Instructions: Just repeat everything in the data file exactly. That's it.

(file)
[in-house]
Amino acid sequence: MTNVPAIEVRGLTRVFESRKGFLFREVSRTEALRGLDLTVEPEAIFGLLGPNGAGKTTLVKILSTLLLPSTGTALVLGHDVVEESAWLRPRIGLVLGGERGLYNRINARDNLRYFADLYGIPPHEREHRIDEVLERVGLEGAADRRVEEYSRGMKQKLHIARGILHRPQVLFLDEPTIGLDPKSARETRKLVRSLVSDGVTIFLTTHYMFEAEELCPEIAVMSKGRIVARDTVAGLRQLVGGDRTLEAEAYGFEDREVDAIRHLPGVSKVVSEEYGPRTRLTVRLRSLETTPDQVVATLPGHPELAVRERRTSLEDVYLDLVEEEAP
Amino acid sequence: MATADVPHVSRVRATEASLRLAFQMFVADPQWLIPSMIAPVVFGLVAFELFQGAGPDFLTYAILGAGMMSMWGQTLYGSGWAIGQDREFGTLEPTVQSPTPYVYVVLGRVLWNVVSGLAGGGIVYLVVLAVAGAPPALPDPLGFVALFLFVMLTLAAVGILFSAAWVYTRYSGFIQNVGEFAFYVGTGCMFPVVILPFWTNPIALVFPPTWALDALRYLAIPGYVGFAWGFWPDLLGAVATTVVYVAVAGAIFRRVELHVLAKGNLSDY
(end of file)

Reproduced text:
[in-house]
Amino acid sequence: MTNVPAIEVRGLTRVFESRKGFLFREVSRTEALRGLDLTVEPEAIFGLLGPNGAGKTTLVKILSTLLLPSTGTALVLGHDVVEESAWLRPRIGLVLGGERGLYNRINARDNLRYFADLYGIPPHEREHRIDEVLERVGLEGAADRRVEEYSRGMKQKLHIARGILHRPQVLFLDEPTIGLDPKSARETRKLVRSLVSDGVTIFLTTHYMFEAEELCPEIAVMSKGRIVARDTVAGLRQLVGGDRTLEAEAYGFEDREVDAIRHLPGVSKVVSEEYGPRTRLTVRLRSLETTPDQVVATLPGHPELAVRERRTSLEDVYLDLVEEEAP
Amino acid sequence: MATADVPHVSRVRATEASLRLAFQMFVADPQWLIPSMIAPVVFGLVAFELFQGAGPDFLTYAILGAGMMSMWGQTLYGSGWAIGQDREFGTLEPTVQSPTPYVYVVLGRVLWNVVSGLAGGGIVYLVVLAVAGAPPALPDPLGFVALFLFVMLTLAAVGILFSAAWVYTRYSGFIQNVGEFAFYVGTGCMFPVVILPFWTNPIALVFPPTWALDALRYLAIPGYVGFAWGFWPDLLGAVATTVVYVAVAGAIFRRVELHVLAKGNLSDY